Column - TikTok Tackles: Navigating the Crossroads of Social Media and Mental Health

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It's nearly impossible to ignore the impact and influence of TikTok on today's digital society. The social media platform, which allows users to create and share short videos, has quickly become a global phenomenon. However, as the popularity of TikTok has soared, so have discussions and fears surrounding its potential impact on mental health.

The Dual Sides of TikTok

TikTok has undeniably become a platform for self-expression and creativity, fostering a unique sense of community. However, alongside the positives, it's pivotal to acknowledge the potential risks and negative aspects, especially concerning mental health. The platform's algorithm, which is designed to cater to users' preferences, can quickly lead to a comparison trap and body image issues (1).

The glamorization of 'ideal' body types promoted through filters and curated content can deeply affect users' self-esteem, particularly the younger demographic. Furthermore, the anonymity offered by the platform has triggered an unpleasant surge in online harassment and cyberbullying (2).

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Image Source: Eyestetiks Studio via UnsplashImage Source: Eyestetiks Studio via Unsplash
Image Source: Eyestetiks Studio via Unsplash

A survey by the Royal Society for Public Health in the UK found that out of all social media platforms, TikTok had one of the most detrimental impacts on mental health, heightening feelings of anxiety, depression, and loneliness(3).

Protecting Yourself on TikTok

Protecting your mental health while engaging with TikTok requires conscious effort and responsible usage. Here are some steps that users can take to maintain a safe and mentally healthy environment:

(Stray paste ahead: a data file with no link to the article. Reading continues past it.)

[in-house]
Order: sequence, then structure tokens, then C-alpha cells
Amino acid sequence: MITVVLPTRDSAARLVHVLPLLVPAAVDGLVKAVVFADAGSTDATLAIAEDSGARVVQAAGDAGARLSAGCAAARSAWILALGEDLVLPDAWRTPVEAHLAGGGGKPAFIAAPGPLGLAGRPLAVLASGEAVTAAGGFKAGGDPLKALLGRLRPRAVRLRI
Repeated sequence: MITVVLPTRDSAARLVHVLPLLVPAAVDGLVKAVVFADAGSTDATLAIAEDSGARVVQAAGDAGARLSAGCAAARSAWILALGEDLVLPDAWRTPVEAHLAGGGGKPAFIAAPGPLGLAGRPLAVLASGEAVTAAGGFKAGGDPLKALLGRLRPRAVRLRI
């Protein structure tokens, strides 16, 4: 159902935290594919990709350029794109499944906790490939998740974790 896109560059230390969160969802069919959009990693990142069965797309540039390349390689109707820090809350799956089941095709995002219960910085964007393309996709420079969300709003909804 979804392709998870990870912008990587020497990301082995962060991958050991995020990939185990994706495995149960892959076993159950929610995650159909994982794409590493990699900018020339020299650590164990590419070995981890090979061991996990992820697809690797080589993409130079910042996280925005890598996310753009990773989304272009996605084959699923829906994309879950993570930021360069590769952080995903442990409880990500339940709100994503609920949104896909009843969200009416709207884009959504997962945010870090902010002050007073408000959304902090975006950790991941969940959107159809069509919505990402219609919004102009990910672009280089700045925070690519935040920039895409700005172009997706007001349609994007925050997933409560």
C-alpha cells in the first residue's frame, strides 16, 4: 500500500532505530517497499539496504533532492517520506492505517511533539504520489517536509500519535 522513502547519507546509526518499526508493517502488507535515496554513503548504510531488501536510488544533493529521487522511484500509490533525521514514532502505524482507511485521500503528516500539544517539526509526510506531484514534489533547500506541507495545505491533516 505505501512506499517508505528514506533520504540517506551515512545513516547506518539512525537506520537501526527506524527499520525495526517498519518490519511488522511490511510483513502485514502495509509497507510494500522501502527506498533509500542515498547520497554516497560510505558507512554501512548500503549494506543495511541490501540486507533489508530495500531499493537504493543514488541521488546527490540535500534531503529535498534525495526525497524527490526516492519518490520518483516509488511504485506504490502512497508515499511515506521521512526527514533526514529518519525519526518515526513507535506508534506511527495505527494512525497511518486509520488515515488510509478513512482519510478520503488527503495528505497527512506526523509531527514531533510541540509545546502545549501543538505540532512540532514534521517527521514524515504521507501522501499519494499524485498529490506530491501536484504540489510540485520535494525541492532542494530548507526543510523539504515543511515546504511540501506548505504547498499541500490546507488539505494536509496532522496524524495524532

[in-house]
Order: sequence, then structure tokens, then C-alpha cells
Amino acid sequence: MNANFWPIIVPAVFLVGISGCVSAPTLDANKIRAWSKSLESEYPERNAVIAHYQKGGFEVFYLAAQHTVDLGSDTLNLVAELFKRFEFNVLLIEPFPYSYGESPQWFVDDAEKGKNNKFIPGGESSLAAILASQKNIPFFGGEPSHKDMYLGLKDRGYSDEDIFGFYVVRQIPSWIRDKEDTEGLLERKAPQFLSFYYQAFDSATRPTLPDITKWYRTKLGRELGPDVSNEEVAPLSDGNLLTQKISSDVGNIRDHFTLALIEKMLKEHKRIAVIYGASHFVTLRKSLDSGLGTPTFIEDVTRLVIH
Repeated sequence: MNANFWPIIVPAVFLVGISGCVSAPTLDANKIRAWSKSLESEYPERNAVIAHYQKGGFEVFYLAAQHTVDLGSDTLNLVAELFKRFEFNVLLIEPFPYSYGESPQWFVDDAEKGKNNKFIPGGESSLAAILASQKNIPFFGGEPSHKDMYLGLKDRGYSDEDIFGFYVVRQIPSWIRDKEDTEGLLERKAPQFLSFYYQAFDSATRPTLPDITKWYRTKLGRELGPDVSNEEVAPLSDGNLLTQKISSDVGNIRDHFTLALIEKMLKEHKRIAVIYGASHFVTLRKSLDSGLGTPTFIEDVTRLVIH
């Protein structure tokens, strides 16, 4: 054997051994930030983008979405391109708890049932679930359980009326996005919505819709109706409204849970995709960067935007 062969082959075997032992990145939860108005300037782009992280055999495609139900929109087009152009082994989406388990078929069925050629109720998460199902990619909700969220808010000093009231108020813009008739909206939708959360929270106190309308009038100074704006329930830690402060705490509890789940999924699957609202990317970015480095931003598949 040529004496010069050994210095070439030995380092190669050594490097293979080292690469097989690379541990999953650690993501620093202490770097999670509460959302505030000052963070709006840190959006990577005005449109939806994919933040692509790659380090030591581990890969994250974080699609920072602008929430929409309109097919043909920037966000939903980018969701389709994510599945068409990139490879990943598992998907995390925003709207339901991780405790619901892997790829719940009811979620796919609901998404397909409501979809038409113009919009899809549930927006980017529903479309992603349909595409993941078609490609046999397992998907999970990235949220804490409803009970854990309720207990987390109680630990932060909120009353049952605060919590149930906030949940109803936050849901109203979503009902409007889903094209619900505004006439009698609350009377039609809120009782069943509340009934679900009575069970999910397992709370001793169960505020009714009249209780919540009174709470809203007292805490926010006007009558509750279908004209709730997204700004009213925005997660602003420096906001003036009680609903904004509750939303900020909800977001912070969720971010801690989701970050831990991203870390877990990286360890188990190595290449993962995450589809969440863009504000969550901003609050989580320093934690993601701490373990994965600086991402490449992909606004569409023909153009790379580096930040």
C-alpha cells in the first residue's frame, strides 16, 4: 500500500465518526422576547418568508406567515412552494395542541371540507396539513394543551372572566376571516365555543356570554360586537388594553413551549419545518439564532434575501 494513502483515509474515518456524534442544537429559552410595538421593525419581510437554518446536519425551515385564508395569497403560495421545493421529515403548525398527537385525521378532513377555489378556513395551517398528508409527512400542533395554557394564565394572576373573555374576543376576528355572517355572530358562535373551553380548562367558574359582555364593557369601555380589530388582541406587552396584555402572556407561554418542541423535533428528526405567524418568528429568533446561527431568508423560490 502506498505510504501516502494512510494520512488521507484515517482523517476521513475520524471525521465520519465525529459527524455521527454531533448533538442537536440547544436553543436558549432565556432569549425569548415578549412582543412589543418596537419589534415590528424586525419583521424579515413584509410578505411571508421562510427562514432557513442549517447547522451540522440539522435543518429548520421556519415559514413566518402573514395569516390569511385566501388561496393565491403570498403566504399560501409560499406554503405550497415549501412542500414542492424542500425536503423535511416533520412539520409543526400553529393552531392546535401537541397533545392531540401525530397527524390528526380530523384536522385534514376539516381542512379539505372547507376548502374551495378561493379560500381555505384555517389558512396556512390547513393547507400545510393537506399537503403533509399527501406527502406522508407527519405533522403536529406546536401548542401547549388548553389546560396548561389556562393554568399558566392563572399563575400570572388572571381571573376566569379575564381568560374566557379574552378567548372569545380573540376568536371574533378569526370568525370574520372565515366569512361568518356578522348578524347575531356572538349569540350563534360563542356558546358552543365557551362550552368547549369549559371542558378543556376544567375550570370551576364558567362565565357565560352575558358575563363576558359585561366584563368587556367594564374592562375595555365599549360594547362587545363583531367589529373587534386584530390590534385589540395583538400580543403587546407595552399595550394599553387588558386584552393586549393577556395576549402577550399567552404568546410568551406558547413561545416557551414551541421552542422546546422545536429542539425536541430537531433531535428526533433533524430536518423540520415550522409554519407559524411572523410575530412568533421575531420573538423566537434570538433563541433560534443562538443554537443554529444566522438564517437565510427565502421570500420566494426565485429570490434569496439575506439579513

1. Use Privacy Settings: TikTok allows users to manage who can view and comment on their content. Make sure to make use of these settings to maintain control over who interacts with your content.

  2. Report and Block Abusive Content: TikTok gives their users a tool to report and block any content that feels abusive or potentially harmful.

  3. Limit Screen Time: It's easy to lose track of time while scrolling through addictive content. Try to limit your usage and take regular breaks.

Advice for Parents and Carers

Parents and carers can play a pivotal role in ensuring the safe and healthy usage of TikTok.

A few recommendations include:

  • Open Dialogue: Maintain an open conversation about the potential risks of interacting on social media platforms. Encourage your child to express any concerns or experiences they might have encountered on TikTok.

  • Monitor Usage: While respecting privacy, ensure that you are aware of the kind of content your child is exposed to. Make use of the Digital Wellbeing settings available on the app.

  • Set Ground Rules: Establishing set rules for screen time can prevent excessive usage and potential addiction.

TikTok & Schools

In recent years, schools have seen a significant rise in the disruption caused by TikTok. From viral challenges promoting pranks or vandalism to harmful content that can affect student's well-being, the platform's invasion into the educational environment is concerning (4).

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School staff should be proactive in openly discussing the responsible usage of social media. Integrating classes on digital citizenship can help educate students about internet etiquette and the importance of maintaining mental health while engaging with platforms like TikTok.


As TikTok continues to influence lives globally, it's essential to recognize the platform's potential effects on mental health.

Ensuring safe usage of TikTok requires collective responsibility from users, parents, and schools. And as we move forward, there's a pressing need for platforms like TikTok to prioritize mental health in their design and policy formulation.


  1. Fardouly, J., Diedrichs, P. C., Vartanian, L. R., & Halliwell, E. (2015). Social comparisons on social media: the impact of Facebook on young women's body image concerns and mood. Body Image, 13, 38-45.

  2. Patchin, J. W., & Hinduja, S. (2016). Cyberbullying and sexting: Law enforcement perceptions. FBI Law Enforcement Bulletin.

  3. Royal Society for Public Health. (2017). Status of Mind: Social media and young people's mental health.

  4. Hinduja, S., & Patchin, J. W. (2019). Connecting adolescent suicide to the severity of bullying and cyberbullying. Journal of School Violence, 18(3), 333-346.

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